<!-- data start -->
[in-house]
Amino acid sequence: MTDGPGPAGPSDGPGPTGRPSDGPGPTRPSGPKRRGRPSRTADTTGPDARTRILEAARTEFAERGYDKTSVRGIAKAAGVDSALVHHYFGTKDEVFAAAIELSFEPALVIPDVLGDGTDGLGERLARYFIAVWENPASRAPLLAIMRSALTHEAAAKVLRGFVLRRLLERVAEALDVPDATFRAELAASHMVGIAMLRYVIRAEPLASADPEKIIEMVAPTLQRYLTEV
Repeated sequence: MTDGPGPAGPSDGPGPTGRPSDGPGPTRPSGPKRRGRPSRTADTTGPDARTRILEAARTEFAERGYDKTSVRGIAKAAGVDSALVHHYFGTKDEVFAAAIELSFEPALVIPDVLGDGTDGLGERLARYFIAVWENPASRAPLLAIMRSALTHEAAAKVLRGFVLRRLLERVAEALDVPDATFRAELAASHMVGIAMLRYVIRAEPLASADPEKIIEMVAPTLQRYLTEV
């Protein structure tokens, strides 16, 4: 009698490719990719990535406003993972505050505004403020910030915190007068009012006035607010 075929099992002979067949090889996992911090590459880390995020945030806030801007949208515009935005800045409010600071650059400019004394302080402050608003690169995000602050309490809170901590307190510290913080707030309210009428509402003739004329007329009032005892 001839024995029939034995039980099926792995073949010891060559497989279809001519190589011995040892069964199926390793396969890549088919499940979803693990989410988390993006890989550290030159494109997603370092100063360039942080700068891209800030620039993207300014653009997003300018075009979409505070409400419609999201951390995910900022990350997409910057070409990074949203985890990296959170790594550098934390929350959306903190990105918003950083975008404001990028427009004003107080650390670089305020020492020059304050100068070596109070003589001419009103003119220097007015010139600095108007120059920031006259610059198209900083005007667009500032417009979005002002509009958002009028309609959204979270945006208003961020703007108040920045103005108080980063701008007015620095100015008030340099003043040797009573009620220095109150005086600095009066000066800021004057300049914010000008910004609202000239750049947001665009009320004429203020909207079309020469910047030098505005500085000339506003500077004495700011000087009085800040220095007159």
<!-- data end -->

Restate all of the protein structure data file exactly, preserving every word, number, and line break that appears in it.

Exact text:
[in-house]
Amino acid sequence: MTDGPGPAGPSDGPGPTGRPSDGPGPTRPSGPKRRGRPSRTADTTGPDARTRILEAARTEFAERGYDKTSVRGIAKAAGVDSALVHHYFGTKDEVFAAAIELSFEPALVIPDVLGDGTDGLGERLARYFIAVWENPASRAPLLAIMRSALTHEAAAKVLRGFVLRRLLERVAEALDVPDATFRAELAASHMVGIAMLRYVIRAEPLASADPEKIIEMVAPTLQRYLTEV
Repeated sequence: MTDGPGPAGPSDGPGPTGRPSDGPGPTRPSGPKRRGRPSRTADTTGPDARTRILEAARTEFAERGYDKTSVRGIAKAAGVDSALVHHYFGTKDEVFAAAIELSFEPALVIPDVLGDGTDGLGERLARYFIAVWENPASRAPLLAIMRSALTHEAAAKVLRGFVLRRLLERVAEALDVPDATFRAELAASHMVGIAMLRYVIRAEPLASADPEKIIEMVAPTLQRYLTEV
């Protein structure tokens, strides 16, 4: 009698490719990719990535406003993972505050505004403020910030915190007068009012006035607010 075929099992002979067949090889996992911090590459880390995020945030806030801007949208515009935005800045409010600071650059400019004394302080402050608003690169995000602050309490809170901590307190510290913080707030309210009428509402003739004329007329009032005892 001839024995029939034995039980099926792995073949010891060559497989279809001519190589011995040892069964199926390793396969890549088919499940979803693990989410988390993006890989550290030159494109997603370092100063360039942080700068891209800030620039993207300014653009997003300018075009979409505070409400419609999201951390995910900022990350997409910057070409990074949203985890990296959170790594550098934390929350959306903190990105918003950083975008404001990028427009004003107080650390670089305020020492020059304050100068070596109070003589001419009103003119220097007015010139600095108007120059920031006259610059198209900083005007667009500032417009979005002002509009958002009028309609959204979270945006208003961020703007108040920045103005108080980063701008007015620095100015008030340099003043040797009573009620220095109150005086600095009066000066800021004057300049914010000008910004609202000239750049947001665009009320004429203020909207079309020469910047030098505005500085000339506003500077004495700011000087009085800040220095007159």